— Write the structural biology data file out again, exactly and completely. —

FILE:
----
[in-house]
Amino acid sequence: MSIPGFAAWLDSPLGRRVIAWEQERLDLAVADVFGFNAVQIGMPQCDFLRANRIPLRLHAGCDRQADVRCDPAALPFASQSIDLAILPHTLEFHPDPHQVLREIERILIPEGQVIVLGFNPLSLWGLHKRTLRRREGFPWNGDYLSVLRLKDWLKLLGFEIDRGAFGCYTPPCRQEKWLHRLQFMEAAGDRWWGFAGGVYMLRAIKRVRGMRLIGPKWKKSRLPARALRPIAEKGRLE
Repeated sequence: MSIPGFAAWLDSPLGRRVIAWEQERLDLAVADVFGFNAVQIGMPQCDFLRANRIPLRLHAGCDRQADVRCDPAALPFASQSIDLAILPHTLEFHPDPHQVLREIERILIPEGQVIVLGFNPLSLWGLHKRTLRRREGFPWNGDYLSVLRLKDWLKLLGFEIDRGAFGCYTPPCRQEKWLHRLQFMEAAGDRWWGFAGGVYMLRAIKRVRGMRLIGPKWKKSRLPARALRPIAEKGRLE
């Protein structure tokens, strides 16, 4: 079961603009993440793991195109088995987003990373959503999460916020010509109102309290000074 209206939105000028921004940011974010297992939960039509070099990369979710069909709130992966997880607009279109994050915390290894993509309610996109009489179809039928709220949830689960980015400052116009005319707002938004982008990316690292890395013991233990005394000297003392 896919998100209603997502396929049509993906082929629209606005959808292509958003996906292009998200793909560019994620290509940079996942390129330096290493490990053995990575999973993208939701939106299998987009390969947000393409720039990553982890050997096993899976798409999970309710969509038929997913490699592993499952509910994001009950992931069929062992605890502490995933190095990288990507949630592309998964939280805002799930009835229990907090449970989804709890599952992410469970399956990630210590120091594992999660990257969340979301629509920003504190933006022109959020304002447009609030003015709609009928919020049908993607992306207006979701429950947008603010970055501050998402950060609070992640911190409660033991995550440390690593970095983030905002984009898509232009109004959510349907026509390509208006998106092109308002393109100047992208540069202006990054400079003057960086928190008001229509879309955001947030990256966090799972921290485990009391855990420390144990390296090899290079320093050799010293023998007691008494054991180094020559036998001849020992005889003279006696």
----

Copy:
[in-house]
Amino acid sequence: MSIPGFAAWLDSPLGRRVIAWEQERLDLAVADVFGFNAVQIGMPQCDFLRANRIPLRLHAGCDRQADVRCDPAALPFASQSIDLAILPHTLEFHPDPHQVLREIERILIPEGQVIVLGFNPLSLWGLHKRTLRRREGFPWNGDYLSVLRLKDWLKLLGFEIDRGAFGCYTPPCRQEKWLHRLQFMEAAGDRWWGFAGGVYMLRAIKRVRGMRLIGPKWKKSRLPARALRPIAEKGRLE
Repeated sequence: MSIPGFAAWLDSPLGRRVIAWEQERLDLAVADVFGFNAVQIGMPQCDFLRANRIPLRLHAGCDRQADVRCDPAALPFASQSIDLAILPHTLEFHPDPHQVLREIERILIPEGQVIVLGFNPLSLWGLHKRTLRRREGFPWNGDYLSVLRLKDWLKLLGFEIDRGAFGCYTPPCRQEKWLHRLQFMEAAGDRWWGFAGGVYMLRAIKRVRGMRLIGPKWKKSRLPARALRPIAEKGRLE
């Protein structure tokens, strides 16, 4: 079961603009993440793991195109088995987003990373959503999460916020010509109102309290000074 209206939105000028921004940011974010297992939960039509070099990369979710069909709130992966997880607009279109994050915390290894993509309610996109009489179809039928709220949830689960980015400052116009005319707002938004982008990316690292890395013991233990005394000297003392 896919998100209603997502396929049509993906082929629209606005959808292509958003996906292009998200793909560019994620290509940079996942390129330096290493490990053995990575999973993208939701939106299998987009390969947000393409720039990553982890050997096993899976798409999970309710969509038929997913490699592993499952509910994001009950992931069929062992605890502490995933190095990288990507949630592309998964939280805002799930009835229990907090449970989804709890599952992410469970399956990630210590120091594992999660990257969340979301629509920003504190933006022109959020304002447009609030003015709609009928919020049908993607992306207006979701429950947008603010970055501050998402950060609070992640911190409660033991995550440390690593970095983030905002984009898509232009109004959510349907026509390509208006998106092109308002393109100047992208540069202006990054400079003057960086928190008001229509879309955001947030990256966090799972921290485990009391855990420390144990390296090899290079320093050799010293023998007691008494054991180094020559036998001849020992005889003279006696």